Image Comics is absolutely dominating this week! There’s new stuff! There’s old stuff! There’s returning stuff! I’m most excited for Danger Club #6, the long-awaited return of this Landry Q. Walker and Eric Jones joint (last seen in April of 2013), which I’ve sometimes described to people as Warren Ellis doing a 1960’s Teen Titans riff. It’s got subversive intent with analogous heroes disappearing, and their ill-equipped sidekicks stepping up to fill the void, either trying to rule the world or trying to save it. I believe this incarnation will end with #8, and we’ll be seeing the forthcoming issues very regularly. Another book which fans have been clamoring for is Matt Fraction and Fabio Moon’s Casanova: Acedia #1, the return of everyone’s favorite universe-jumping agent. This time, Casanova Quinn comes to Los Angeles, with a back-up story featuring Michael Chabon and Gabriel Ba. This is can’t-miss shenanigans, and something I expect to see on Best of 2015 lists come the end of the year. I’m also excited to see more of Antony Johnston and Chris Mitten’s dark fantasy series in Umbral #12, a book which sneaks up on you with charming rogues, highly efficient world-building, and the most lush visuals steeped in sick sepia, bloody crimsons, and royal purples that sing with all the weight of the dread forces at work.
In the new department, there’s The Dying & The Dead #1, Jonathan Hickman & Ryan Bodenheim’s latest creator owned effort. Hickman has been a creator to watch ever since he burst onto the scene with his infographic-laced design sensibility in The Nightly News and (personal favorite) Pax Romana, and I love Bodenheim’s work, especially the rugged sci-fi of Red Mass For Mars. The new book promises an epic feel, spans multiple generations, and the first issue is an impressive 60 pages for just $4.50. I enjoyed the indie X-Men take of this series debut, so I’m also excited to check out They’re Not Like Us #2 by Eric Stephenson and Simon Gane, as well as the self-aware hilarity of Punks #4 by Joshua Hale Fialkov and Kody Chamberlain. The thing is, humor is subjective. It’s hard to do humor. It’s even harder to do humor in comics. But, these guys just nail the funny, with both quirky visuals and jaunty dialogue, and also manage to seamlessly work in wry social observations in the process. That’s really the role of “good” humor, not only to entertain, but to leave you with some little gem of social insight.
If you wanted some books with “sex” in the title, you could do a lot worse than Sex #19 by Joe Casey and guest artist Ian Macewan, a book I’ve sort of had a like-love relationship with, moving from bouts of fence-sitting flirtation, to eager lustful enjoyment, back to a lukewarm refractory period. But, the central premise of “what happens in a post-shared superhero universe concept?” is a good one, even if Casey sometimes leaves you with the feeling that he’s making it up as he goes for the exploratory ride, and doesn’t necessarily have a master plan with a fixed end-point in mind. Not enough sexy? Try Sex Criminals #19 by Matt Fraction & Chip Zdarsky. I’m not sure this book is the “better” of the two, but it’s certainly more popular thanks to the antics of both creators and their willingness to eschew embarrassment, taboo, indoctrinated social mores, and other words I learned in my social anthropology classes in college.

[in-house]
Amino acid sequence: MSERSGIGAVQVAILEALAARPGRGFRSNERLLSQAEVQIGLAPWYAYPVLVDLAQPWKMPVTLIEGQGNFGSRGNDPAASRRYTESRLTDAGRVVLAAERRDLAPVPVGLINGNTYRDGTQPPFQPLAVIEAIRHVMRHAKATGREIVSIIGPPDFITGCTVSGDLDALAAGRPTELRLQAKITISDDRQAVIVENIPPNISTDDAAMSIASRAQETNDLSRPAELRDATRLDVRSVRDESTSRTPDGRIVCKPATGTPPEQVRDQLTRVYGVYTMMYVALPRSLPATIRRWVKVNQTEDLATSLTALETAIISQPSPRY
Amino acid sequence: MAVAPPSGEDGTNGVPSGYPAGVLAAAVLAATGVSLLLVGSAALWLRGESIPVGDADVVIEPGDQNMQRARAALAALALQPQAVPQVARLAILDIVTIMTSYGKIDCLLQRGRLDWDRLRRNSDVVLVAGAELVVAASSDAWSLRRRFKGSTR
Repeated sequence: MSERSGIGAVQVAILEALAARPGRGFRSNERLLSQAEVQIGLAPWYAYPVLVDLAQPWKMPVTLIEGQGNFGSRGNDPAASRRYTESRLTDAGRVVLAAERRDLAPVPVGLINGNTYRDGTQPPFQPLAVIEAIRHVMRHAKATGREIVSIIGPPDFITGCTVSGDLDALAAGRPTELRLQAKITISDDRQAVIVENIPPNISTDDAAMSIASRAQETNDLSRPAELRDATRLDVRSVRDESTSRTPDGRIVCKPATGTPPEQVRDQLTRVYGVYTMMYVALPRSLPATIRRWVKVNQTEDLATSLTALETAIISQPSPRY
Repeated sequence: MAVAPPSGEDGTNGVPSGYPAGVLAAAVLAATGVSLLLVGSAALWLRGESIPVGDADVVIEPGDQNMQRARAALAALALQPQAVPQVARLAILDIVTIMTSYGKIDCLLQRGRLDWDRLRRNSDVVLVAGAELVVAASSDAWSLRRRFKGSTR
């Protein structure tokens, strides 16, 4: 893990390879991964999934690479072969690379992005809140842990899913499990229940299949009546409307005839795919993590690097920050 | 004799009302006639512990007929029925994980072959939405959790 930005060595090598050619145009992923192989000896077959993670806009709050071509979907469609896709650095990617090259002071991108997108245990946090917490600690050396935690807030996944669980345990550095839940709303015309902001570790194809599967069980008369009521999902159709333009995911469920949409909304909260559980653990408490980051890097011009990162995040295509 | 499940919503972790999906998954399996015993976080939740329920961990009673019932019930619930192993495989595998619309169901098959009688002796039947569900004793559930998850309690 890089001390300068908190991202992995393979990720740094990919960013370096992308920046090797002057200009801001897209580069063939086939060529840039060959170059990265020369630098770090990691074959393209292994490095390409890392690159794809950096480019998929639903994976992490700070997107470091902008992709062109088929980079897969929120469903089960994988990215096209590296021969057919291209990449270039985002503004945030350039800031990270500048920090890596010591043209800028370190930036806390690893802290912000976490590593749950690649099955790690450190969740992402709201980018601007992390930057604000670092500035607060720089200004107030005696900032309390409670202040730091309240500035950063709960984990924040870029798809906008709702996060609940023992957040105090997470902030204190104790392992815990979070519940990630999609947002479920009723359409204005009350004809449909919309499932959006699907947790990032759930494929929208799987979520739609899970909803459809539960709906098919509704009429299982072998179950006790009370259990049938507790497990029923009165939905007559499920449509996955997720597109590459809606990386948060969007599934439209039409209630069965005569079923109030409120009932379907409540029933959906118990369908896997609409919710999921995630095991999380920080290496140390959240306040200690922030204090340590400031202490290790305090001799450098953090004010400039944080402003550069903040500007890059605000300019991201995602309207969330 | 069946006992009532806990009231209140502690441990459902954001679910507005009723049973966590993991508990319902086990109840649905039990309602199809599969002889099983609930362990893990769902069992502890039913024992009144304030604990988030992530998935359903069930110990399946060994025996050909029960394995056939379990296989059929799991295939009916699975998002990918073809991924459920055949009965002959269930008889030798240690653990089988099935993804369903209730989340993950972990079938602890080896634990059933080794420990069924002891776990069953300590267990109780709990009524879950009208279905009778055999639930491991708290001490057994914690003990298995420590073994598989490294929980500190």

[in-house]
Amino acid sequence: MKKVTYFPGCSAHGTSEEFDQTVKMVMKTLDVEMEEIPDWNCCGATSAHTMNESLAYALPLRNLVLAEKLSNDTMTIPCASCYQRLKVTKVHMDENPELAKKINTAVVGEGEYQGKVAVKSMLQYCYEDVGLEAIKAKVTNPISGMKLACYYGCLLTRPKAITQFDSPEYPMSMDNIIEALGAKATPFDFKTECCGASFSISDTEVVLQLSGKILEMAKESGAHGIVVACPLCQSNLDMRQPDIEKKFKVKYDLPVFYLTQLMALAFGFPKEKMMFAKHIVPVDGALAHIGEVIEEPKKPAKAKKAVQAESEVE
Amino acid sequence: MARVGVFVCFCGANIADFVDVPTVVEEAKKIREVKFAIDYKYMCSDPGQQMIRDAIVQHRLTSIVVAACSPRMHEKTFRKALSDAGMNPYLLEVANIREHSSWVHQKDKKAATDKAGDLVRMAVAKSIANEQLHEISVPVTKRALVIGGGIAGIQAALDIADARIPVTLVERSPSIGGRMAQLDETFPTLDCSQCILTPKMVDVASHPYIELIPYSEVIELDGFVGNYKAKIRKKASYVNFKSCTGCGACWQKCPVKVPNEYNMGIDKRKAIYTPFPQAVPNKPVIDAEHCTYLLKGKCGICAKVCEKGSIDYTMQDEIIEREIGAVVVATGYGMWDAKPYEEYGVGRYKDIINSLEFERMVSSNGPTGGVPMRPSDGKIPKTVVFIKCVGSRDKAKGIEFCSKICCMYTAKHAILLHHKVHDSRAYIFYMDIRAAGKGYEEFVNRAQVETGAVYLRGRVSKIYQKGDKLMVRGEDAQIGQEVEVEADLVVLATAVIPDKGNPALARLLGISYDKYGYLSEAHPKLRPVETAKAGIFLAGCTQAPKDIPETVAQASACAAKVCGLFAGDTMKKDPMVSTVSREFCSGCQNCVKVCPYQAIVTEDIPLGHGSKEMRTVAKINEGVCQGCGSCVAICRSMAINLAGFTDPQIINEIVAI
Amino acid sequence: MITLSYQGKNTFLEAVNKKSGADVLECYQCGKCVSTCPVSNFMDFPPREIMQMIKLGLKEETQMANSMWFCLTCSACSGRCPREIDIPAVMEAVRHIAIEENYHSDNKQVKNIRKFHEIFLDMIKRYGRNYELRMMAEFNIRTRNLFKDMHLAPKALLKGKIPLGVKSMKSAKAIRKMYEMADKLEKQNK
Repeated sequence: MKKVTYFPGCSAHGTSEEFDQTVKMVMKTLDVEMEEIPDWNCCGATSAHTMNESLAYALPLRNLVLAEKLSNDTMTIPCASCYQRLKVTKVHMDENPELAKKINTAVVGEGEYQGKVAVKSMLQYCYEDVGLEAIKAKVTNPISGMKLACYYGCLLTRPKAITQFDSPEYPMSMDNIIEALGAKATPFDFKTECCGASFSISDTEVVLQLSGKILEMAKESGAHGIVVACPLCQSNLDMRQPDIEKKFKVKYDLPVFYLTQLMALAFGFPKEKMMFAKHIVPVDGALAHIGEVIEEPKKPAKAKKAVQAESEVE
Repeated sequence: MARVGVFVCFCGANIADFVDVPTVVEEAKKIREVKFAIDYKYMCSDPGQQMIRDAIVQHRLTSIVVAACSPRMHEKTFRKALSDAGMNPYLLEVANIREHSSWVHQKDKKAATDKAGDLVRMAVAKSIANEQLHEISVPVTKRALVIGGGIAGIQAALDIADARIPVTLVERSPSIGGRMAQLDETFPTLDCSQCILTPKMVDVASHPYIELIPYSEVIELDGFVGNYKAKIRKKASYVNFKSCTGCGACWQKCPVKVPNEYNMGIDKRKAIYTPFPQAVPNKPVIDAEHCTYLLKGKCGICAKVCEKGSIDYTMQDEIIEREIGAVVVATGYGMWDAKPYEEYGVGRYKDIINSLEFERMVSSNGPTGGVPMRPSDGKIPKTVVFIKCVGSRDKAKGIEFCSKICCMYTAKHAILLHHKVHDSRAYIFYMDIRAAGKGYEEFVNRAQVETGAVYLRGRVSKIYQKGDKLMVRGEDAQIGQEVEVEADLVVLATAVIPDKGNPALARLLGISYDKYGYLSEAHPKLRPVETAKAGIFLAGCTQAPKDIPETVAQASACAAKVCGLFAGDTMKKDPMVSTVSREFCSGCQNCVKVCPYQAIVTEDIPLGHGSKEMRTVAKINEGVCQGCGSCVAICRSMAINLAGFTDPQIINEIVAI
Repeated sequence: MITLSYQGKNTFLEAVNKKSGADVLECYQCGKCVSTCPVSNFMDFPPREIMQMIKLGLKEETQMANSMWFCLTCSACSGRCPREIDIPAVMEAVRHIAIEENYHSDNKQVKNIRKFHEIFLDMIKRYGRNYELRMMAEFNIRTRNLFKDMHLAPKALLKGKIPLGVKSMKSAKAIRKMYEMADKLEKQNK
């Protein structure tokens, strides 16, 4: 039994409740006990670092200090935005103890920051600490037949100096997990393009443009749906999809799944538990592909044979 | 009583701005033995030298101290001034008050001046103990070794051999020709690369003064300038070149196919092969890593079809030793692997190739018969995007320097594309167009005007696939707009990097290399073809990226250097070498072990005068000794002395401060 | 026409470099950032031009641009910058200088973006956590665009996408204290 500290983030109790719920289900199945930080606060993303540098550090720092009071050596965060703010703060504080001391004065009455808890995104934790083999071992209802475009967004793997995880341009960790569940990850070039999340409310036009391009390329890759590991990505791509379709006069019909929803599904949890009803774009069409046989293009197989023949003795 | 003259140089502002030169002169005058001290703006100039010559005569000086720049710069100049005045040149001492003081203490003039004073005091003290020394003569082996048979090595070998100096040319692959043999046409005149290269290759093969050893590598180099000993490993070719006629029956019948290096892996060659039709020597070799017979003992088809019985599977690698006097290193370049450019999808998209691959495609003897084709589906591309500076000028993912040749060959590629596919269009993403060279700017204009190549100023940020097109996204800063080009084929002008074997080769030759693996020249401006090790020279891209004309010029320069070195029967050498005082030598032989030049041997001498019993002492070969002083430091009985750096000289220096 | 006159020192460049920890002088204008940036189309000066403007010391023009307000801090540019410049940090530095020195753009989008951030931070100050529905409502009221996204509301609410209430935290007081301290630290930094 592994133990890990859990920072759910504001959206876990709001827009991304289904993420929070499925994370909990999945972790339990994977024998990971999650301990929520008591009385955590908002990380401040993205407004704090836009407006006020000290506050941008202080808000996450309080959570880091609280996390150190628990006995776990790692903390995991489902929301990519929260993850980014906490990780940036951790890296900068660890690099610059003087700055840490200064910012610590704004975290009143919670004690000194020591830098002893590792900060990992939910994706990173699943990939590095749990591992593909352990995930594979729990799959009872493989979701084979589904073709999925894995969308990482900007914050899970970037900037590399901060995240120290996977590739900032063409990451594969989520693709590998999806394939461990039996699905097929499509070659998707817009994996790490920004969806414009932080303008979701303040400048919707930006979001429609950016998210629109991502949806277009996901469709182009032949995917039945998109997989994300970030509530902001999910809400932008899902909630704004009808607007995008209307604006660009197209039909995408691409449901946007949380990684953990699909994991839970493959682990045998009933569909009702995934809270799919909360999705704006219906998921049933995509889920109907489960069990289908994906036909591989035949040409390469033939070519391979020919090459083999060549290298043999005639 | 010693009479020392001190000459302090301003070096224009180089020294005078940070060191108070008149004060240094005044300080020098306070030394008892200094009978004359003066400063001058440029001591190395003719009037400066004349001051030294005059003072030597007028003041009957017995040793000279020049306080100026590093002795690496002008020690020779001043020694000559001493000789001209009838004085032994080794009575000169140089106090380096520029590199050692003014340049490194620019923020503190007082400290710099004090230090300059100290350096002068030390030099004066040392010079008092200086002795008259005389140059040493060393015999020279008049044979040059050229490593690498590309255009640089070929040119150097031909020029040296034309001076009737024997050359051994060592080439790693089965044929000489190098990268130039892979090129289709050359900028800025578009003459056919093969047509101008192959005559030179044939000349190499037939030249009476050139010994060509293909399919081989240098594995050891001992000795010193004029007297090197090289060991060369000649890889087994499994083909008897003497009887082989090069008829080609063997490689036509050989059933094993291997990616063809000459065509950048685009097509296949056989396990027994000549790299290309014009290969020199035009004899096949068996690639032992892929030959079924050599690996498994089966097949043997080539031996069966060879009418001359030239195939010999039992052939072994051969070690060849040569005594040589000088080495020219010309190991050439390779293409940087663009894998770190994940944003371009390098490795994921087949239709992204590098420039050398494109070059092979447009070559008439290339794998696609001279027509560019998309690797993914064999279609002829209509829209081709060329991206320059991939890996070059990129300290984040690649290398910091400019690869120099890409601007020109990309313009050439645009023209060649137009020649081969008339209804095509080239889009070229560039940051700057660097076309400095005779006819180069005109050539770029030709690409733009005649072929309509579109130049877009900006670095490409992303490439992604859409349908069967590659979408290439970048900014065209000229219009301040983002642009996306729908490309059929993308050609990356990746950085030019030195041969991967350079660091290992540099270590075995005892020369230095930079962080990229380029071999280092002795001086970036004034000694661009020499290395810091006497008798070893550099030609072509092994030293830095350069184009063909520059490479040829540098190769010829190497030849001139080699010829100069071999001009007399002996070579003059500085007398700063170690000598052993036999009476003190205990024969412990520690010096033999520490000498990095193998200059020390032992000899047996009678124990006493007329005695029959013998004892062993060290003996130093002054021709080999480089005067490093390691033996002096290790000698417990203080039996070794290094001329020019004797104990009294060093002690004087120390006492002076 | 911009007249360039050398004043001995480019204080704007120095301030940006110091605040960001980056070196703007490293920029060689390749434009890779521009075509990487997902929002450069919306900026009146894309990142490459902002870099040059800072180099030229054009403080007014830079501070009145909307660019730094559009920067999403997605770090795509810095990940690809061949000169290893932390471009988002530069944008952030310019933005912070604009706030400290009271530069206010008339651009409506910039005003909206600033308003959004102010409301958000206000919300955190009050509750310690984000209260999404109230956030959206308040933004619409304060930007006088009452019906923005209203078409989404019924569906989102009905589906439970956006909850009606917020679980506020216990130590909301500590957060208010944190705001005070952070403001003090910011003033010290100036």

Oni Press has Joshua Hale Fialkov and Gabo’s The Life After #6 available, a fun series set in a purgatory style land that is sort of equal parts What Dreams May Come and The Truman Show, with a scene-stealing Ernest Hemingway helping the ostensible protagonist navigate this afterlife. Diamond is listing Chuck Dixon and Tomas Giorello’s Winterworld #7 as a release this week, which seems curious since #6 of the post-apocalyptic sojourn just came out last week, but perhaps this is a burst of issues to reestablish some sort of slipping schedule(?). It, um, may or may not be hitting the shelves this week, as I wasn’t able to confirm it at the time of this writing.
Books I might take a flip through, but aren’t necessarily guaranteed purchases, include Bitch Planet #2, Matt Kindt’s Mind MGMT #30 from Dark Horse, Multiversity Guidebook #1 by some young upstart named Grant Morrison and a whole host of artists (maybe a prohibitive price point depending on the content), and Vertigo Quarterly #1: Black. Basically, ditto my concerns about the price point on this one. While it certainly contains work by some creators I’d love to check out (John Paul Leon, Francesco Francavilla, Steven T. Seagle), for $8 I’d want to like every single piece, which basically never happens in these anthologies.
On the collected edition front, your choices are Robert Kirkman and Paul Azaceta’s Outcast Vol. 1, which, honestly, I could take or leave the premise from Kirkman, the book has been over-hyped in a vortex created by the wake of The Walking Dead success, an impending TV show, and the rage of the Creator Owned Renaissance at Image Comics, but the art from Azaceta is just gorgeous, full of inky goodness, something for fans of John Paul Leon or Danijel Zezelj, with a little of the old-school Jim Lee commercial appeal thrown in for good measure. The Life After Vol. 1 also arrives, great for catching up with the new issue this week, as well as the excellent Black Science Vol. 2, familial dynamics and high sci-fi adventure, which I sell to people down at the LCS as (pure speculation) Rick Remender’s rejected FF pitch that was too intense for the suits at Marvel.